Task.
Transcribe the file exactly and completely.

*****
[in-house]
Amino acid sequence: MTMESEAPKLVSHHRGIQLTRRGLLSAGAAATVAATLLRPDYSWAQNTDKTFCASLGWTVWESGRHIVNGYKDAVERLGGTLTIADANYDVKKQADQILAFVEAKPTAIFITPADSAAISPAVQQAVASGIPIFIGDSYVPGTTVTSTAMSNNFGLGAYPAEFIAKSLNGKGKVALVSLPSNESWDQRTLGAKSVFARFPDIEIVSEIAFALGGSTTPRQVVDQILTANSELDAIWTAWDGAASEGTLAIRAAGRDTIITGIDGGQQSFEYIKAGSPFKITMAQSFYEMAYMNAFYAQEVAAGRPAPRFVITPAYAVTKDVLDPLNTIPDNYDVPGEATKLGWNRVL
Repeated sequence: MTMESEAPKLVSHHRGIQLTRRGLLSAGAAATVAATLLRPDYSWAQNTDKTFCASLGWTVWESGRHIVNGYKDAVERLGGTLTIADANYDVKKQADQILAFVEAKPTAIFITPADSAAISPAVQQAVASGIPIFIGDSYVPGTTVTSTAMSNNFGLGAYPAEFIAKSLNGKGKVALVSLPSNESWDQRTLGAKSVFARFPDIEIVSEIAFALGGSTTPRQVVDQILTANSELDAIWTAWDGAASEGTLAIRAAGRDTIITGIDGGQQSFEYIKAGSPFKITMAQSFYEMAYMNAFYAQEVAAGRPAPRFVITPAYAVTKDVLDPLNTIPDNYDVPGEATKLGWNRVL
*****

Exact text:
[in-house]
Amino acid sequence: MTMESEAPKLVSHHRGIQLTRRGLLSAGAAATVAATLLRPDYSWAQNTDKTFCASLGWTVWESGRHIVNGYKDAVERLGGTLTIADANYDVKKQADQILAFVEAKPTAIFITPADSAAISPAVQQAVASGIPIFIGDSYVPGTTVTSTAMSNNFGLGAYPAEFIAKSLNGKGKVALVSLPSNESWDQRTLGAKSVFARFPDIEIVSEIAFALGGSTTPRQVVDQILTANSELDAIWTAWDGAASEGTLAIRAAGRDTIITGIDGGQQSFEYIKAGSPFKITMAQSFYEMAYMNAFYAQEVAAGRPAPRFVITPAYAVTKDVLDPLNTIPDNYDVPGEATKLGWNRVL
Repeated sequence: MTMESEAPKLVSHHRGIQLTRRGLLSAGAAATVAATLLRPDYSWAQNTDKTFCASLGWTVWESGRHIVNGYKDAVERLGGTLTIADANYDVKKQADQILAFVEAKPTAIFITPADSAAISPAVQQAVASGIPIFIGDSYVPGTTVTSTAMSNNFGLGAYPAEFIAKSLNGKGKVALVSLPSNESWDQRTLGAKSVFARFPDIEIVSEIAFALGGSTTPRQVVDQILTANSELDAIWTAWDGAASEGTLAIRAAGRDTIITGIDGGQQSFEYIKAGSPFKITMAQSFYEMAYMNAFYAQEVAAGRPAPRFVITPAYAVTKDVLDPLNTIPDNYDVPGEATKLGWNRVL